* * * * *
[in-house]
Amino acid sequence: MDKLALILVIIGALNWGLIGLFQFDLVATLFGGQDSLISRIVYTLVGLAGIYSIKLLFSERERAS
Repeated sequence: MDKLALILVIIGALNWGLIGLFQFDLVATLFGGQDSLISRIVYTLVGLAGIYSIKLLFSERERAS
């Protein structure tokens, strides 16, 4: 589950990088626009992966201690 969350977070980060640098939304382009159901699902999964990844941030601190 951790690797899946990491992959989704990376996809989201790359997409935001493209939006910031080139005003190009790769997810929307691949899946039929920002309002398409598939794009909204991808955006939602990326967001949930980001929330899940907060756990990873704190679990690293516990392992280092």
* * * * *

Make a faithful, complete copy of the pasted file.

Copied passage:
[in-house]
Amino acid sequence: MDKLALILVIIGALNWGLIGLFQFDLVATLFGGQDSLISRIVYTLVGLAGIYSIKLLFSERERAS
Repeated sequence: MDKLALILVIIGALNWGLIGLFQFDLVATLFGGQDSLISRIVYTLVGLAGIYSIKLLFSERERAS
């Protein structure tokens, strides 16, 4: 589950990088626009992966201690 969350977070980060640098939304382009159901699902999964990844941030601190 951790690797899946990491992959989704990376996809989201790359997409935001493209939006910031080139005003190009790769997810929307691949899946039929920002309002398409598939794009909204991808955006939602990326967001949930980001929330899940907060756990990873704190679990690293516990392992280092």